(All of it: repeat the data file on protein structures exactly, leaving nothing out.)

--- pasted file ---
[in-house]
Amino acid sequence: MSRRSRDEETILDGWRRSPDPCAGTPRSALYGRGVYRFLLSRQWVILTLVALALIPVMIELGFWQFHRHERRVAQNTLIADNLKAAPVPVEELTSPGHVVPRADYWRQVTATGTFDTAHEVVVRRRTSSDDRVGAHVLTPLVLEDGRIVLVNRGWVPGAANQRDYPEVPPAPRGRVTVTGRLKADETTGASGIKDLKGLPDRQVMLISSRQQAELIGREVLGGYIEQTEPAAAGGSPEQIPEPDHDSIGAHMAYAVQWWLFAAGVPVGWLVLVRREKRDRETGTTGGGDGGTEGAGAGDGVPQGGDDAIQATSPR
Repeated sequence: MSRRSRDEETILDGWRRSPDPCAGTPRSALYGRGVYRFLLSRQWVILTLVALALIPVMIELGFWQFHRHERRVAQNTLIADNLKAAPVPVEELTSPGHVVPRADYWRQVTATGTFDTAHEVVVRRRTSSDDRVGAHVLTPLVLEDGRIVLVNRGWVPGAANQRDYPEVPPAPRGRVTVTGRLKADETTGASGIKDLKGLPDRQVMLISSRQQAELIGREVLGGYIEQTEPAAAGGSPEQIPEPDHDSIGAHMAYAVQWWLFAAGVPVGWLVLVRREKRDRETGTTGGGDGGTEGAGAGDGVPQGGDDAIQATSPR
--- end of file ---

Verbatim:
[in-house]
Amino acid sequence: MSRRSRDEETILDGWRRSPDPCAGTPRSALYGRGVYRFLLSRQWVILTLVALALIPVMIELGFWQFHRHERRVAQNTLIADNLKAAPVPVEELTSPGHVVPRADYWRQVTATGTFDTAHEVVVRRRTSSDDRVGAHVLTPLVLEDGRIVLVNRGWVPGAANQRDYPEVPPAPRGRVTVTGRLKADETTGASGIKDLKGLPDRQVMLISSRQQAELIGREVLGGYIEQTEPAAAGGSPEQIPEPDHDSIGAHMAYAVQWWLFAAGVPVGWLVLVRREKRDRETGTTGGGDGGTEGAGAGDGVPQGGDDAIQATSPR
Repeated sequence: MSRRSRDEETILDGWRRSPDPCAGTPRSALYGRGVYRFLLSRQWVILTLVALALIPVMIELGFWQFHRHERRVAQNTLIADNLKAAPVPVEELTSPGHVVPRADYWRQVTATGTFDTAHEVVVRRRTSSDDRVGAHVLTPLVLEDGRIVLVNRGWVPGAANQRDYPEVPPAPRGRVTVTGRLKADETTGASGIKDLKGLPDRQVMLISSRQQAELIGREVLGGYIEQTEPAAAGGSPEQIPEPDHDSIGAHMAYAVQWWLFAAGVPVGWLVLVRREKRDRETGTTGGGDGGTEGAGAGDGVPQGGDDAIQATSPR